Scientists Tracking Humans at National Parks
CHEYENNE, Wyo. (AP) — Scientists are putting tracking devices on a new species — people — as they try to learn more about how their movements affect ecosystems in national parks.
Park visitors carrying global positioning devices have provided Rocky Mountain National Park in Colorado data to improve shuttle service to a popular, and often congested, lake. Another recent study at Yosemite National Park in California tracked where people stroll through two popular meadows and pause now and then to admire the view.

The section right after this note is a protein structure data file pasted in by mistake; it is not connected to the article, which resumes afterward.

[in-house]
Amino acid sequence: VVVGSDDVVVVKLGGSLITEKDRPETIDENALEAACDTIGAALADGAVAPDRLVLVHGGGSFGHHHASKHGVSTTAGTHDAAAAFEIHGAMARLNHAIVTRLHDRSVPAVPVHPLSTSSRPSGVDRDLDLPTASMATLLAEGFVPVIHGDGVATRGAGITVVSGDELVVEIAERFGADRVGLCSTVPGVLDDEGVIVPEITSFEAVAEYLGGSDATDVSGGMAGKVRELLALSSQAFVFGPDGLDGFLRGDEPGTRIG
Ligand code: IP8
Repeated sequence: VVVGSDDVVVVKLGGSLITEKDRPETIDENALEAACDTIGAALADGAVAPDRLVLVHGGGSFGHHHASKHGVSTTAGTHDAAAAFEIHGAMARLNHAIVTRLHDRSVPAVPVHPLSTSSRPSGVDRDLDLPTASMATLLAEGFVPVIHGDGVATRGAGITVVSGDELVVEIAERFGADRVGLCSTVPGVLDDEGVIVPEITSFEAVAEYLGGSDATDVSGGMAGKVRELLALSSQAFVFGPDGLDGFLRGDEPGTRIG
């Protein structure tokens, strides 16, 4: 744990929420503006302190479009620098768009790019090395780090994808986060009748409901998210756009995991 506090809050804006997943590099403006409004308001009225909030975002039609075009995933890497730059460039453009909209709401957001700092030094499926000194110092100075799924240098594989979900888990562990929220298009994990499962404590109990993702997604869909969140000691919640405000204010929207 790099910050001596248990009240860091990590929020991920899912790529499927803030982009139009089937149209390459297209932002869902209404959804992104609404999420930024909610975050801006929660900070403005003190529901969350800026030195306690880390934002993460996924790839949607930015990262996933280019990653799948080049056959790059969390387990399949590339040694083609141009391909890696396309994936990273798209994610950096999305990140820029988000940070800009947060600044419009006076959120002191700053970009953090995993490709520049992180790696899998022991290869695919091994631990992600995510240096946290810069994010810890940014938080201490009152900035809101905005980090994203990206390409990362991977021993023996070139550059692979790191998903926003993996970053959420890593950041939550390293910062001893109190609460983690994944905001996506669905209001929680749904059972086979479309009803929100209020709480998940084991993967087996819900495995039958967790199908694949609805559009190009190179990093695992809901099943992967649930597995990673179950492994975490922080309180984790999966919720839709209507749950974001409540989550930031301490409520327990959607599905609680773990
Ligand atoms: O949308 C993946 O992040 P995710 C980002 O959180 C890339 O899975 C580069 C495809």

Now, people-tracking by researchers with Penn State and Utah State is helping Grand Teton National Park make decisions about a popular southern approach to the park, including whether they should add parking areas, restrooms and a multipurpose trail along the way.